On August 2, 2021, holders of the 2021 Convertible Notes converted the $5.15 million remaining balance of the 2021 Convertible Notes into 160,614 shares of common stock. In accordance with ASC 470-Debt, the conversion of the 2021 Convertible Notes was accounted for as a conversion since the 2021 Convertible Notes did not include a beneficial conversion feature and the carrying amount of the 2021 Convertible Notes, including any unamortized premium or discount, was credited to additional paid in capital upon conversion to reflect the common stock issued and no gain or loss was recognized. As of September 30, 2021, there were no 2021 Convertible Notes outstanding.

On August 27, 2021, we entered into a Securities Purchase Agreement (the “Purchase Agreement”) with a fund affiliated with RTW Investments, LP, our largest shareholder (the “Purchaser”), pursuant to which we agreed to sell and issue to the Purchaser, in a private placement (the “Private Placement”), 812,516 shares of our common stock at a purchase price of $32.48 per share for aggregate net proceeds of approximately $26.4 million before deducting estimated offering expenses payable. The Private Placement closed on August 31, 2021.
 
Gene Therapy Overview
 
Genes are composed of sequences of deoxyribonucleic acid (“DNA”), which code for proteins that perform a broad range of physiologic functions in all living organisms. Although genes are passed on from generation to generation, genetic changes, also known as mutations, can occur in this process. These changes can result in the lack of production of proteins or the production of altered proteins with reduced or abnormal function, which can in turn result in disease.

Gene therapy is a therapeutic approach in which an isolated gene sequence or segment of DNA is administered to a patient, most commonly for the purpose of treating a genetic disease that is caused by genetic mutations. Currently available therapies for many genetic diseases focus on administration of large proteins or enzymes and typically address only the symptoms of the disease. Gene therapy aims to address the disease-causing effects of absent or dysfunctional genes by delivering functional copies of the gene sequence directly into the patient’s cells, offering the potential for curing the genetic disease, rather than simply addressing symptoms.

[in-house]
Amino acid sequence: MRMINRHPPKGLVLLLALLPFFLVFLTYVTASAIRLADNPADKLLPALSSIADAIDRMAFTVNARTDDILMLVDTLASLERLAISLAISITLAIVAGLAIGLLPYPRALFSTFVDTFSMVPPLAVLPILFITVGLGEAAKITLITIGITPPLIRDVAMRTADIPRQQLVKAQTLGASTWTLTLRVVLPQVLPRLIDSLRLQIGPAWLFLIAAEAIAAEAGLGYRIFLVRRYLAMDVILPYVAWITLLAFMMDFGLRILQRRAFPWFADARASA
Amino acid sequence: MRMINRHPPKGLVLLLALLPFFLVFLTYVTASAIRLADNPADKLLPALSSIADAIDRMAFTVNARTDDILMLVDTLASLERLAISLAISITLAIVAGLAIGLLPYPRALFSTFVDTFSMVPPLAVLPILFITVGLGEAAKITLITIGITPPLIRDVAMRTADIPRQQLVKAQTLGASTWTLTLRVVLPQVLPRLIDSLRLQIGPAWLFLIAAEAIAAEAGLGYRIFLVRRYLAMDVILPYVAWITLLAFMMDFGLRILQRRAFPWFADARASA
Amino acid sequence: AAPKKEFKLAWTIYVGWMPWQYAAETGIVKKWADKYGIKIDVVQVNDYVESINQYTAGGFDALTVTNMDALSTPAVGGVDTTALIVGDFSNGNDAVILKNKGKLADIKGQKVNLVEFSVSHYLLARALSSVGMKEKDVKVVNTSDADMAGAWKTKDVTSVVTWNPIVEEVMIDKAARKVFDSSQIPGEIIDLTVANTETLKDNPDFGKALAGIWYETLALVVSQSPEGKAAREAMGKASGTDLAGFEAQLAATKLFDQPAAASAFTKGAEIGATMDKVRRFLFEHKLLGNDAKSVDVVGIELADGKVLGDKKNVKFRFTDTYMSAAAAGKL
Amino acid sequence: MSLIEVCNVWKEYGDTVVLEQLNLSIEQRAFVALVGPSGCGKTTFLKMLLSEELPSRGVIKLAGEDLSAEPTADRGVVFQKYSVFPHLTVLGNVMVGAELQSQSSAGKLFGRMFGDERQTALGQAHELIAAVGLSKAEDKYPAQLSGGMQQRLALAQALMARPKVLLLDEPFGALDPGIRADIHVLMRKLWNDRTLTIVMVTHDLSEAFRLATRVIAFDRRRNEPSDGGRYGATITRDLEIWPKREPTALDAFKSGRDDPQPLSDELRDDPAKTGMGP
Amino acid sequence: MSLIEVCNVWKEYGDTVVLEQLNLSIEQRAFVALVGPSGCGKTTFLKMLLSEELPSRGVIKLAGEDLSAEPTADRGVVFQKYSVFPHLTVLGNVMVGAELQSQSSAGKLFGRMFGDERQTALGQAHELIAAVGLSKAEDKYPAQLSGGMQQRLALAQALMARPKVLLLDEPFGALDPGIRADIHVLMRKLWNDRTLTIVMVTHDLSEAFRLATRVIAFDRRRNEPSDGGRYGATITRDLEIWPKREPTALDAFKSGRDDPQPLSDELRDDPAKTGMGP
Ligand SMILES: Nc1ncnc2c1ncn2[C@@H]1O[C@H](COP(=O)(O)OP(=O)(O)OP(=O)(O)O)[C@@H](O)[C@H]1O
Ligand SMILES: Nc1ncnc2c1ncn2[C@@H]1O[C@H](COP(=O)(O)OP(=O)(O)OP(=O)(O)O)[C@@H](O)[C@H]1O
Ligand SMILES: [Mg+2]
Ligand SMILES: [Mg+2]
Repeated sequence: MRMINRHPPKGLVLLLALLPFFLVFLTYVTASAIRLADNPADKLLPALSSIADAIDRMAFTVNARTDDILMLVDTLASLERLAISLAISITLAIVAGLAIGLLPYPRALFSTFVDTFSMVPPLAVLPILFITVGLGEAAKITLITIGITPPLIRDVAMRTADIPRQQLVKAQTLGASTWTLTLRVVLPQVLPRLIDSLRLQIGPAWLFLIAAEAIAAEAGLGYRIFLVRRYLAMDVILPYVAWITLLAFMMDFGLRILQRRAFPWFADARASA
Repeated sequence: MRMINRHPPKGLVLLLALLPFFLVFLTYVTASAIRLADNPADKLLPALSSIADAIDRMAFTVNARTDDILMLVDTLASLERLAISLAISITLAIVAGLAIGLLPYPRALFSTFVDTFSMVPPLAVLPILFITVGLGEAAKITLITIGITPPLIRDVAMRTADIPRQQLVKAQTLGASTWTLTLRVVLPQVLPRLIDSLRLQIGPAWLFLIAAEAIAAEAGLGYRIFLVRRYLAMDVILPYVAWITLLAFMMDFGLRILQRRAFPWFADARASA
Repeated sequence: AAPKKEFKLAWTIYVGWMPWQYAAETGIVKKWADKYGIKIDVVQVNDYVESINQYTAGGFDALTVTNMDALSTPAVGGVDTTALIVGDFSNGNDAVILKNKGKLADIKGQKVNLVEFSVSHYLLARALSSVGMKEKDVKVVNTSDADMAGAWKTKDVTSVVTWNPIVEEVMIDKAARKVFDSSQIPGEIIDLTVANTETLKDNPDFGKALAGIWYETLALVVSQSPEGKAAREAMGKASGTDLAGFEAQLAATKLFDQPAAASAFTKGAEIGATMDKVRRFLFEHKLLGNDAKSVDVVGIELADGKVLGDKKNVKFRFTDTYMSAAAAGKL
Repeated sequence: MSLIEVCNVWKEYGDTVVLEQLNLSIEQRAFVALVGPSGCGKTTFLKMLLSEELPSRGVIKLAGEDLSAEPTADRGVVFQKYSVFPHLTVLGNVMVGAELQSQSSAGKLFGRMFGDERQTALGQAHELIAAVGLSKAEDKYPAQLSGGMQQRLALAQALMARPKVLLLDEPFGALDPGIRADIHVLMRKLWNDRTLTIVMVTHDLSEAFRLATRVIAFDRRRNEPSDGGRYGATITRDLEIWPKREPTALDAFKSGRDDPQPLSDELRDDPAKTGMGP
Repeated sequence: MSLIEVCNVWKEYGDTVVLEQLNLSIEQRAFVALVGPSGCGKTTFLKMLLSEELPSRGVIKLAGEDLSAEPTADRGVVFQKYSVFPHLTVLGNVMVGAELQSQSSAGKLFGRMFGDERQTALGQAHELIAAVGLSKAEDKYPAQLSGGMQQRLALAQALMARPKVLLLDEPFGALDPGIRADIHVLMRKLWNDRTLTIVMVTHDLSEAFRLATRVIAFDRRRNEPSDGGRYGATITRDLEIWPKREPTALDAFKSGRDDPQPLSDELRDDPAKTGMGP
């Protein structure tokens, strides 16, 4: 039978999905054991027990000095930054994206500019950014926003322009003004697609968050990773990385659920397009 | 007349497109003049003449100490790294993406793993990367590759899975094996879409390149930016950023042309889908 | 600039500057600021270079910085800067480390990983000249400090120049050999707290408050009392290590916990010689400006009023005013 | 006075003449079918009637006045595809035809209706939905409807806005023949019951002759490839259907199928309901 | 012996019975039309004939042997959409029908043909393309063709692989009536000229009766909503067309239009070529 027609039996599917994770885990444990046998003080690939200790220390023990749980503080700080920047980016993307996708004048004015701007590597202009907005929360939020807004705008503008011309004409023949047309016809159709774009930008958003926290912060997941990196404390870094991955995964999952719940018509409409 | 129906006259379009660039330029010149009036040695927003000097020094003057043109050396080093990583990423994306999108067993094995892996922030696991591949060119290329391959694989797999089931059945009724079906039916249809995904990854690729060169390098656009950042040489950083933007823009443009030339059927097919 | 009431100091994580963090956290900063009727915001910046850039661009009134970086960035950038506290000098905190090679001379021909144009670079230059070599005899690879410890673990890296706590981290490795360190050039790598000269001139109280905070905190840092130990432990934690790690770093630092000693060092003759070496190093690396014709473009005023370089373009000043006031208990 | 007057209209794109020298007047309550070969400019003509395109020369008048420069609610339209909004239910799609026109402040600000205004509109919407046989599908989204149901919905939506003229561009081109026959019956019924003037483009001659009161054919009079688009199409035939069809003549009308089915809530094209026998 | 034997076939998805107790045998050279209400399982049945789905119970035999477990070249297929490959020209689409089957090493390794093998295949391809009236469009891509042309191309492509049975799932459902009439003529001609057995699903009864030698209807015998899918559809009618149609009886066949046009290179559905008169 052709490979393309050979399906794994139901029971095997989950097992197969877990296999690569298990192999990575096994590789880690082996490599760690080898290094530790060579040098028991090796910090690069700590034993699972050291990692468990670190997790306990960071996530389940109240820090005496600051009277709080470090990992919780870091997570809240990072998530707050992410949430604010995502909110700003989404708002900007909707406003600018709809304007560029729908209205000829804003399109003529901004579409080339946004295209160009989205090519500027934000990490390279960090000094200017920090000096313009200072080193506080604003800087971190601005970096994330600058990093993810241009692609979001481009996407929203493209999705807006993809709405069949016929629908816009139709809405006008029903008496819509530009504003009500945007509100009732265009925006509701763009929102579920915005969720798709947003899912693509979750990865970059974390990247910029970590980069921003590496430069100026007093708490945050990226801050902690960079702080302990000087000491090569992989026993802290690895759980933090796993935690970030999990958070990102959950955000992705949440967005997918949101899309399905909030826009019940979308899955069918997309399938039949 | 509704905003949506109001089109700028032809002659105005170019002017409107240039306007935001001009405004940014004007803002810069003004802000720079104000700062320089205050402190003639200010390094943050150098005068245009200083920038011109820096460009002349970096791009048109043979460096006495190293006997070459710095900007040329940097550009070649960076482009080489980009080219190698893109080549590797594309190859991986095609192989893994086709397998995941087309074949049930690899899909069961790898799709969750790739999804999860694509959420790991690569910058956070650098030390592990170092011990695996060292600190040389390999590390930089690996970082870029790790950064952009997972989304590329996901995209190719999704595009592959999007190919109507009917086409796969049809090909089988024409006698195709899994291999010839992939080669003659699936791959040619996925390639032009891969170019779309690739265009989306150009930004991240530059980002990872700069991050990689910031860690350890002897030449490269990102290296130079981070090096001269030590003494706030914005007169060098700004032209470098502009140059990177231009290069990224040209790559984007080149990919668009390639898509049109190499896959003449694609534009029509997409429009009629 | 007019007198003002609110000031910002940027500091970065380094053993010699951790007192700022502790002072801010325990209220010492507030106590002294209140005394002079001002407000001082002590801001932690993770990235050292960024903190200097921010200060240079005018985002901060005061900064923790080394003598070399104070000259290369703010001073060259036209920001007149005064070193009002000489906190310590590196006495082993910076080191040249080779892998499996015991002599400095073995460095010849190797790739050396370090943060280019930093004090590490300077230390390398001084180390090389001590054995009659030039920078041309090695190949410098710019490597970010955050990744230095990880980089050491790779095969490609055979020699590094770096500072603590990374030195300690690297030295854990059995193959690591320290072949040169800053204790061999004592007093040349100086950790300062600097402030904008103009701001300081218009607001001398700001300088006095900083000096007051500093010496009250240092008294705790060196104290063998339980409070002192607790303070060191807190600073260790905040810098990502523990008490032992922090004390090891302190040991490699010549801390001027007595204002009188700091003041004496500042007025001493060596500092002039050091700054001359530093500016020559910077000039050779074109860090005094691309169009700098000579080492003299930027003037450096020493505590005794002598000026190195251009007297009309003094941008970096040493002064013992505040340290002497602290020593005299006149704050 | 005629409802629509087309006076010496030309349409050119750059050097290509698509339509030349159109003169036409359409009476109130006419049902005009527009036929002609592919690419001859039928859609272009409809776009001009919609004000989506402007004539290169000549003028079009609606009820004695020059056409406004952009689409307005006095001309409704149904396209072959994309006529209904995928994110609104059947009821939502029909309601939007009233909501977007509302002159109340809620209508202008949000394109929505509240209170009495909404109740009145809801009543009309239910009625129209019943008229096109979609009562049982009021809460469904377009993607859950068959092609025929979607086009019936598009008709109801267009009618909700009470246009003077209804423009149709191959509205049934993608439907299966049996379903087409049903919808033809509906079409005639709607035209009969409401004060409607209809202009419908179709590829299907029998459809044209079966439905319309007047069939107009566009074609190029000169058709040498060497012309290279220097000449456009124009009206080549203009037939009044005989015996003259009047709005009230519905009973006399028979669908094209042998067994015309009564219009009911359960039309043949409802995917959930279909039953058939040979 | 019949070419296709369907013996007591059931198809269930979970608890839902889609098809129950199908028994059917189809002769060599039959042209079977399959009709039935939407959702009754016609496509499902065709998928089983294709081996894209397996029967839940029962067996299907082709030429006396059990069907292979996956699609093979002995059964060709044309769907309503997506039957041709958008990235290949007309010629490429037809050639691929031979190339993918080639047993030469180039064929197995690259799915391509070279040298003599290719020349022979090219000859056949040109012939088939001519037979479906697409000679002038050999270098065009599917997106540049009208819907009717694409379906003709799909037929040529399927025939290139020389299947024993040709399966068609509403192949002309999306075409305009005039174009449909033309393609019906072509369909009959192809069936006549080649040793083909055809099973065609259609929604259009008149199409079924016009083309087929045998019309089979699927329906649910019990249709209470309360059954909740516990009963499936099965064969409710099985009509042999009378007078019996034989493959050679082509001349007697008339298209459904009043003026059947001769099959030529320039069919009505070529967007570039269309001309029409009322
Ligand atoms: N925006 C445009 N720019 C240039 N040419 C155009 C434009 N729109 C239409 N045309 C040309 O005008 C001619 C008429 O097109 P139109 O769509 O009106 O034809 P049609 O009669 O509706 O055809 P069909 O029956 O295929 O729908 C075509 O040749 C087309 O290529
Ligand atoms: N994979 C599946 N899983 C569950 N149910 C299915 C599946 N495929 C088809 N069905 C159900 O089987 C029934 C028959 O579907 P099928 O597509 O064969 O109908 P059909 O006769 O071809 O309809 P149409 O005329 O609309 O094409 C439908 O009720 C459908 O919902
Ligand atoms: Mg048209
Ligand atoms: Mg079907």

We are using modified non-pathogenic viruses for the development of our gene therapy treatments. Viruses are particularly well suited as delivery vehicles because they are adept at penetrating cells and delivering genetic material inside a cell. In creating our viral delivery vehicles, the viral (pathogenic) genes are removed and are replaced with a functional form of the missing or mutant gene that is the cause of the patient’s genetic disease. The functional form of a missing or mutant gene is called a therapeutic gene, or the “transgene.” The process of inserting the transgene is called “transduction.” Once a virus is modified by replacement of the viral genes with a transgene, the modified virus is called a “viral vector.” The viral vector delivers the transgene into the targeted tissue or organ (such as the cells inside a patient’s bone marrow). We have two types of viral vectors in development, LVV and AAV. We believe that our LVV and AAV-based programs have the potential to offer a significant therapeutic benefit to patients that is durable (long-lasting).